We are proud to present the Inaugural Professorial Lecture of Professor Mark Fitzsimons.
Nitrogen is an element of life. It is an essential nutrient for living organisms and the most abundant component of the air we breathe. The environmental cycle of nitrogen is closely related to its ability to change form and become available or unavailable to organisms through this process. However, despite its key role in sustaining life, human intervention in the nitrogen cycle has created an abundance of ‘reactive’ nitrogen leading to negative environmental impacts on natural waters. These include harmful algal blooms and ‘dead zones’, where oxygen is depleted.
Nitrogen has been described as ‘the wicked element’, and its application to the environment is now strictly regulated in many countries. Does it deserve this description?
Professor of Environmental Chemistry, Mark Fitzsimons, uncovers the fascinating chemistry of nitrogen, examining how its environmental transformations support biological and physical processes on earth. Drawing from three decades of expertise, he discusses some of the effects of the nitrogen imbalance we have created and how an equilibrium might be re-established.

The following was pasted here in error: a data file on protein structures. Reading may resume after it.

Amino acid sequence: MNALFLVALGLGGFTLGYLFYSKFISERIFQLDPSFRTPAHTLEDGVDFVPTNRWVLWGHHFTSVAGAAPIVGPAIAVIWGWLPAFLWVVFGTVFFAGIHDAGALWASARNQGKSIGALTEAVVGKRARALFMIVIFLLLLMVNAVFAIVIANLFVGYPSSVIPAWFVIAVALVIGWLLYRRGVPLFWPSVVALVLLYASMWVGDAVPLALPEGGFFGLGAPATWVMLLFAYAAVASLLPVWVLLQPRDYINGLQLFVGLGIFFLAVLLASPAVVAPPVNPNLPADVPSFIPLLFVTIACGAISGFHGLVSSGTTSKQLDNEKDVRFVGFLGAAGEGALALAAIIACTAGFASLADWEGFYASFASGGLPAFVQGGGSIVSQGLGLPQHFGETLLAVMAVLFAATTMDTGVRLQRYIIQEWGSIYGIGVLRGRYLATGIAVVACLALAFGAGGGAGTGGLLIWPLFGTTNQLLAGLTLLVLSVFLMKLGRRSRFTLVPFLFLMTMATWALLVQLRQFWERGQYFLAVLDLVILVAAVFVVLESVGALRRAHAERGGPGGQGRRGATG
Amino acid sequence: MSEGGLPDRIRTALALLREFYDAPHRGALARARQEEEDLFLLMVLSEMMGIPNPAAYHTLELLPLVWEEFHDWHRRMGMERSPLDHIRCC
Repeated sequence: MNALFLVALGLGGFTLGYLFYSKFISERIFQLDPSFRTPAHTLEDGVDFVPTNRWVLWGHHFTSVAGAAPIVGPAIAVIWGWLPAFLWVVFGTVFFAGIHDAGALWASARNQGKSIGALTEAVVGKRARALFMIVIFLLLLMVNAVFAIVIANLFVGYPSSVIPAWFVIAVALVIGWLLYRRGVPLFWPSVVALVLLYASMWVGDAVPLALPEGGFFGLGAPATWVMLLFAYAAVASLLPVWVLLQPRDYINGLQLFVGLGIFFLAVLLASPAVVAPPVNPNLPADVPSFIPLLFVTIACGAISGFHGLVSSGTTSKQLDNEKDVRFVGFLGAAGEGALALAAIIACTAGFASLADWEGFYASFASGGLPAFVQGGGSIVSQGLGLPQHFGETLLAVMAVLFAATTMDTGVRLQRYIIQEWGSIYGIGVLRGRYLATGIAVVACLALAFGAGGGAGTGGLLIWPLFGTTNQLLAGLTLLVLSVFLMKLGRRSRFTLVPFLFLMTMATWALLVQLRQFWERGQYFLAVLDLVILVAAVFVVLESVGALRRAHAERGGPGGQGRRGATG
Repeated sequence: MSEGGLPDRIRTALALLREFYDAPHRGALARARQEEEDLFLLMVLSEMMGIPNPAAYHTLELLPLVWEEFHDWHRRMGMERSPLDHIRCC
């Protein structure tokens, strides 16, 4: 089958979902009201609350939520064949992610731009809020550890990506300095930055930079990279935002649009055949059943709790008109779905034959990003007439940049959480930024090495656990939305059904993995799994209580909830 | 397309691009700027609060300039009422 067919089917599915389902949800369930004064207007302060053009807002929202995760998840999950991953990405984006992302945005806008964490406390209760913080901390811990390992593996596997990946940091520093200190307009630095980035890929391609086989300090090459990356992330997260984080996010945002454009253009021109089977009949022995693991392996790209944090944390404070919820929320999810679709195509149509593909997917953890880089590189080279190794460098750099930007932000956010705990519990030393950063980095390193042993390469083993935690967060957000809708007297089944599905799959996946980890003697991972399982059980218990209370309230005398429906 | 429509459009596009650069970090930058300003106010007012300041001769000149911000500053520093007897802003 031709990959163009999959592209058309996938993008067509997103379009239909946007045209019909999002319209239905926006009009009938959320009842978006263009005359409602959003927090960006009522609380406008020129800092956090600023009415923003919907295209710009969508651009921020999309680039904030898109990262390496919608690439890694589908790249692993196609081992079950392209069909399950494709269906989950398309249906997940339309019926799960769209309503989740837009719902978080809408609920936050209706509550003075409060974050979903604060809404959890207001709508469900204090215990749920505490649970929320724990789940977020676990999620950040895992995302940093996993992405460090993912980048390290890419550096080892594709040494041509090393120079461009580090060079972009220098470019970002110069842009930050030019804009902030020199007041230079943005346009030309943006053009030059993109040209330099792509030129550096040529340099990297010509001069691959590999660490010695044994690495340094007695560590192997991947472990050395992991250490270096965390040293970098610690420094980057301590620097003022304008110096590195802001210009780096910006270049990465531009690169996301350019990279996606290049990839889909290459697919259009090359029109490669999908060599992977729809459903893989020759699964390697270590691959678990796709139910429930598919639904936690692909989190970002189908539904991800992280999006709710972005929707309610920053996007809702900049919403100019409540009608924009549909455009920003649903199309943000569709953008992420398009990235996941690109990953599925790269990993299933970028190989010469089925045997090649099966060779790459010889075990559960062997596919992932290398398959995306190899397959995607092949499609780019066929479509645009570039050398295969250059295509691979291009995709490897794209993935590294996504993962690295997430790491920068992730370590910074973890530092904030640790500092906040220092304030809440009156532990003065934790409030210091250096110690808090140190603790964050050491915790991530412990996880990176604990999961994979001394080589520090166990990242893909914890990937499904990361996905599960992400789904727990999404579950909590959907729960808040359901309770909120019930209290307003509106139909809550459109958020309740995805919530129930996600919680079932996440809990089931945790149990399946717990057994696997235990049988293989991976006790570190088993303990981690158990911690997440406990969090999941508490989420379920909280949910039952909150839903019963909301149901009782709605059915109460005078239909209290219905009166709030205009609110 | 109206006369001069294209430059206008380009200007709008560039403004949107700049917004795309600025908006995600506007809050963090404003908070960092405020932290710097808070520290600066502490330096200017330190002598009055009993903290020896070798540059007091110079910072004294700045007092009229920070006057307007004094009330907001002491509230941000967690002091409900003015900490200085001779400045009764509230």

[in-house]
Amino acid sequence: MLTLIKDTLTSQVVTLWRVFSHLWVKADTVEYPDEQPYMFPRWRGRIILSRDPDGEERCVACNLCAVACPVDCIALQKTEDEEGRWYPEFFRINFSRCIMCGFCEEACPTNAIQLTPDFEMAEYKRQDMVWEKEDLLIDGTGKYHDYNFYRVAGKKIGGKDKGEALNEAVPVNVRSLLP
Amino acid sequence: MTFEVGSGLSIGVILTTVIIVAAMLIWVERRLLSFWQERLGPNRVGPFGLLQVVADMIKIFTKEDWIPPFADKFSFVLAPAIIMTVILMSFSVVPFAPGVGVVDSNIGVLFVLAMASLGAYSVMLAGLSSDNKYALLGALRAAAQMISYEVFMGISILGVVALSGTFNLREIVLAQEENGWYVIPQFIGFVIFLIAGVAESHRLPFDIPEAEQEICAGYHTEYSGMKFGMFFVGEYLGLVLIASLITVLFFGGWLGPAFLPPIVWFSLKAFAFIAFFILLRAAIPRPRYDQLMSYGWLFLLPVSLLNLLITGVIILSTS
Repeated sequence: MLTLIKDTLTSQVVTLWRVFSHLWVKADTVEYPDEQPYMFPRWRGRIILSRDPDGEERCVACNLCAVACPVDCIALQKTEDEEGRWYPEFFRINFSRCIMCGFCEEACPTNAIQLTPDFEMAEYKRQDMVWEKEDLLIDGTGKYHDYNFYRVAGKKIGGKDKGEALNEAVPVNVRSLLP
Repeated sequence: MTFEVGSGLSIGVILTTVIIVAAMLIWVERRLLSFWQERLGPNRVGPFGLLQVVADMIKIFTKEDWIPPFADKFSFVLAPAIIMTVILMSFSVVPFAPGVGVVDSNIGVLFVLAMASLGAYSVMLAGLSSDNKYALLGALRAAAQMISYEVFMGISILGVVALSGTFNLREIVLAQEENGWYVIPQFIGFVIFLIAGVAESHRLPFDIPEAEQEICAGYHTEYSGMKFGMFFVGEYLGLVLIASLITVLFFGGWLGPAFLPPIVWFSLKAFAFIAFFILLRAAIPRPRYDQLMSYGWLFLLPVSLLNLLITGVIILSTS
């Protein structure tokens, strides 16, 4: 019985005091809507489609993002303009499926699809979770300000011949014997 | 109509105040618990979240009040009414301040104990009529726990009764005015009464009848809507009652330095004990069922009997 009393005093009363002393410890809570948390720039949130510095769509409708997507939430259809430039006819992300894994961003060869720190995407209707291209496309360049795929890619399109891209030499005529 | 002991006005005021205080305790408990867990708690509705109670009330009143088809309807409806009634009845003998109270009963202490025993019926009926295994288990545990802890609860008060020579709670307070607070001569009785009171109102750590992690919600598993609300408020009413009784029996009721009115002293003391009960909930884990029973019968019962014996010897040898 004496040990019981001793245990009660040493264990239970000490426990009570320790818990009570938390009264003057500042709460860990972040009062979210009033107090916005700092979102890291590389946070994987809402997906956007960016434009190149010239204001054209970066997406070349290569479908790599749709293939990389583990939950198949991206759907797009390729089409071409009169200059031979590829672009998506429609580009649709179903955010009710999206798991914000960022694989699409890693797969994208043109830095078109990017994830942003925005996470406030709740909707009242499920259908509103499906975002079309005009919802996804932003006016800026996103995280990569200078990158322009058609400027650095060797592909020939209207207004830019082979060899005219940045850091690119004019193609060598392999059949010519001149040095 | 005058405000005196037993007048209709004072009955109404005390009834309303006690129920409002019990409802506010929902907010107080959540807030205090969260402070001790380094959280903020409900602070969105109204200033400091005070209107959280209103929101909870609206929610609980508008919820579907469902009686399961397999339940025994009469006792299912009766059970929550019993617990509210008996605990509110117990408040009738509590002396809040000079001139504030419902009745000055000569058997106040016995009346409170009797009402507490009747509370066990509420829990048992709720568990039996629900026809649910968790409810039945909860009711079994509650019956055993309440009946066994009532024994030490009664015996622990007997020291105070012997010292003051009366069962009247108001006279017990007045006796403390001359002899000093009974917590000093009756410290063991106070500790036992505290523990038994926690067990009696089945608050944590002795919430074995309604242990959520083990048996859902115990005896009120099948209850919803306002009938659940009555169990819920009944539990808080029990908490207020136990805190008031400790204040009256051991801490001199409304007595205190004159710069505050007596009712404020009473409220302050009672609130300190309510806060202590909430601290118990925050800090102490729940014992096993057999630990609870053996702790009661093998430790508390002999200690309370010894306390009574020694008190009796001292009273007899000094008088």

Mark’s research focuses on the behaviour of volatile, reactive chemicals – particularly nitrogen – in which he has pioneered new advances in how they are measured to improve knowledge on how chemicals interact in the environment. His projects extend across land, rivers and sea, from understanding the fate of pharmaceuticals in our waterways to developing viable, nutrient-rich soils constructed from waste materials in the ReCon Soil project. His academic journey has included periods with the Marine Biological Association and Middlesex University before joining the University of Plymouth in 2001, where he now leads the Biogeochemistry Research Centre.
You’ll have the opportunity to ask questions during the live Q&A session with Mark at the end.
You are welcome to join us for the University of Plymouth’s Inaugural Professorial Lecture series, which provide a milestone event in a professorial career. Through these we can promote and celebrate the academic reputation and achievements within their research.
Need to know
This event is open to the public and free to attend. This is a hybrid-delivery event, meaning there will be some limited seating available for in-person attendance or alternatively you can participate in the event live using Zoom. Please register using the link above.